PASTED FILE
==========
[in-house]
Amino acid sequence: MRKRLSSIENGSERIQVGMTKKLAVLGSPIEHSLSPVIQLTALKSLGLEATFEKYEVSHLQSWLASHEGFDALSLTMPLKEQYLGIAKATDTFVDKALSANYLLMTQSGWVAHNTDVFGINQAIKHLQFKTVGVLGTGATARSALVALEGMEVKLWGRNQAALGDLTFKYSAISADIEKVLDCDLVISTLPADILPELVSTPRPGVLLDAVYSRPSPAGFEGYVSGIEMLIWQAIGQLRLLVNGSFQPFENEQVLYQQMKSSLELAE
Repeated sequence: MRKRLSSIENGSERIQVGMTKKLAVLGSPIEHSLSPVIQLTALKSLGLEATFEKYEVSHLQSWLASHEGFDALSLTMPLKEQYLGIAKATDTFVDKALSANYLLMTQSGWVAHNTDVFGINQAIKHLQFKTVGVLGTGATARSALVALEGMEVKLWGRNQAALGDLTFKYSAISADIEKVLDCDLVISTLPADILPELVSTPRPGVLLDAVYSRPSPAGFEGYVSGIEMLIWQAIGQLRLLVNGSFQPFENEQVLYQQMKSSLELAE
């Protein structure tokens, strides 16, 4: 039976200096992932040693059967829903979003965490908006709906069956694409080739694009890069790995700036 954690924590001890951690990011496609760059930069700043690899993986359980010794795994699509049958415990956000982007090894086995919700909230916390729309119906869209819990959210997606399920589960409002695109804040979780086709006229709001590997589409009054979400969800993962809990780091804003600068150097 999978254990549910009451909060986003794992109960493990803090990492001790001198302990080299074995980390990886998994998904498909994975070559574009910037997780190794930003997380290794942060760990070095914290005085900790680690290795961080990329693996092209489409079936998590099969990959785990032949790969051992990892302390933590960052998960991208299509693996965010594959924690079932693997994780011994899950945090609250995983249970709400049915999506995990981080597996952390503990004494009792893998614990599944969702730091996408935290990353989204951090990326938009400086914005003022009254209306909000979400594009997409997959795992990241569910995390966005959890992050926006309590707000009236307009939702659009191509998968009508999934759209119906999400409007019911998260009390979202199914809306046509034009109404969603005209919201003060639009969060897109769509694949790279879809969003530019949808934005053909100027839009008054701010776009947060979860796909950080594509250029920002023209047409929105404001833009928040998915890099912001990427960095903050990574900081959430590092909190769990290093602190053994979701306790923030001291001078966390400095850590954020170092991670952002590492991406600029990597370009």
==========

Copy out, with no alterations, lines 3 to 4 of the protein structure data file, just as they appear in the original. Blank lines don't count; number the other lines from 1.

Repeated sequence: MRKRLSSIENGSERIQVGMTKKLAVLGSPIEHSLSPVIQLTALKSLGLEATFEKYEVSHLQSWLASHEGFDALSLTMPLKEQYLGIAKATDTFVDKALSANYLLMTQSGWVAHNTDVFGINQAIKHLQFKTVGVLGTGATARSALVALEGMEVKLWGRNQAALGDLTFKYSAISADIEKVLDCDLVISTLPADILPELVSTPRPGVLLDAVYSRPSPAGFEGYVSGIEMLIWQAIGQLRLLVNGSFQPFENEQVLYQQMKSSLELAE
């Protein structure tokens, strides 16, 4: 039976200096992932040693059967829903979003965490908006709906069956694409080739694009890069790995700036 954690924590001890951690990011496609760059930069700043690899993986359980010794795994699509049958415990956000982007090894086995919700909230916390729309119906869209819990959210997606399920589960409002695109804040979780086709006229709001590997589409009054979400969800993962809990780091804003600068150097 999978254990549910009451909060986003794992109960493990803090990492001790001198302990080299074995980390990886998994998904498909994975070559574009910037997780190794930003997380290794942060760990070095914290005085900790680690290795961080990329693996092209489409079936998590099969990959785990032949790969051992990892302390933590960052998960991208299509693996965010594959924690079932693997994780011994899950945090609250995983249970709400049915999506995990981080597996952390503990004494009792893998614990599944969702730091996408935290990353989204951090990326938009400086914005003022009254209306909000979400594009997409997959795992990241569910995390966005959890992050926006309590707000009236307009939702659009191509998968009508999934759209119906999400409007019911998260009390979202199914809306046509034009109404969603005209919201003060639009969060897109769509694949790279879809969003530019949808934005053909100027839009008054701010776009947060979860796909950080594509250029920002023209047409929105404001833009928040998915890099912001990427960095903050990574900081959430590092909190769990290093602190053994979701306790923030001291001078966390400095850590954020170092991670952002590492991406600029990597370009």